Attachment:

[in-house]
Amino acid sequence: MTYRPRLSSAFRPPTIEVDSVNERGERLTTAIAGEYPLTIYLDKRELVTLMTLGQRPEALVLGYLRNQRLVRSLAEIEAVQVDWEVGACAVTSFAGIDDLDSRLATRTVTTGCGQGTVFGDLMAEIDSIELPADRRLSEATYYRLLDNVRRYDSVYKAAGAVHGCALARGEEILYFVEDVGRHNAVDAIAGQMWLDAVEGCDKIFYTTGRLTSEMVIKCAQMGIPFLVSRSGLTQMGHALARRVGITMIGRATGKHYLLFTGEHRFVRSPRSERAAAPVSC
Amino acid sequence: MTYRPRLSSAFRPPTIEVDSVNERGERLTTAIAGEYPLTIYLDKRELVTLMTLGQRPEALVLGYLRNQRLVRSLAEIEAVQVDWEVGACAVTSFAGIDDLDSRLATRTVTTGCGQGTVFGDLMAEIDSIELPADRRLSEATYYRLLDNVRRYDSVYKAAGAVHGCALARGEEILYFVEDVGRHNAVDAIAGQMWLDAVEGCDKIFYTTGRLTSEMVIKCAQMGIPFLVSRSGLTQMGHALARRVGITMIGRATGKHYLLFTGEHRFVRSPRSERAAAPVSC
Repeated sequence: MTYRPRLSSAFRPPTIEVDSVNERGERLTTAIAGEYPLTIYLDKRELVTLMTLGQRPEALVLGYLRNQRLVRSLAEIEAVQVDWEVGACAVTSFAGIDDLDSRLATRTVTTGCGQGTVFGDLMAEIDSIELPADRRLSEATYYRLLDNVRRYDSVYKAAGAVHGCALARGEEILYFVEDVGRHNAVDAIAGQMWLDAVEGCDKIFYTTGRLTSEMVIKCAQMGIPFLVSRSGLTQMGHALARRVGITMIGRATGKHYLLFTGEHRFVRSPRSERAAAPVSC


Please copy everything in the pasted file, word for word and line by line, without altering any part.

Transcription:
[in-house]
Amino acid sequence: MTYRPRLSSAFRPPTIEVDSVNERGERLTTAIAGEYPLTIYLDKRELVTLMTLGQRPEALVLGYLRNQRLVRSLAEIEAVQVDWEVGACAVTSFAGIDDLDSRLATRTVTTGCGQGTVFGDLMAEIDSIELPADRRLSEATYYRLLDNVRRYDSVYKAAGAVHGCALARGEEILYFVEDVGRHNAVDAIAGQMWLDAVEGCDKIFYTTGRLTSEMVIKCAQMGIPFLVSRSGLTQMGHALARRVGITMIGRATGKHYLLFTGEHRFVRSPRSERAAAPVSC
Amino acid sequence: MTYRPRLSSAFRPPTIEVDSVNERGERLTTAIAGEYPLTIYLDKRELVTLMTLGQRPEALVLGYLRNQRLVRSLAEIEAVQVDWEVGACAVTSFAGIDDLDSRLATRTVTTGCGQGTVFGDLMAEIDSIELPADRRLSEATYYRLLDNVRRYDSVYKAAGAVHGCALARGEEILYFVEDVGRHNAVDAIAGQMWLDAVEGCDKIFYTTGRLTSEMVIKCAQMGIPFLVSRSGLTQMGHALARRVGITMIGRATGKHYLLFTGEHRFVRSPRSERAAAPVSC
Repeated sequence: MTYRPRLSSAFRPPTIEVDSVNERGERLTTAIAGEYPLTIYLDKRELVTLMTLGQRPEALVLGYLRNQRLVRSLAEIEAVQVDWEVGACAVTSFAGIDDLDSRLATRTVTTGCGQGTVFGDLMAEIDSIELPADRRLSEATYYRLLDNVRRYDSVYKAAGAVHGCALARGEEILYFVEDVGRHNAVDAIAGQMWLDAVEGCDKIFYTTGRLTSEMVIKCAQMGIPFLVSRSGLTQMGHALARRVGITMIGRATGKHYLLFTGEHRFVRSPRSERAAAPVSC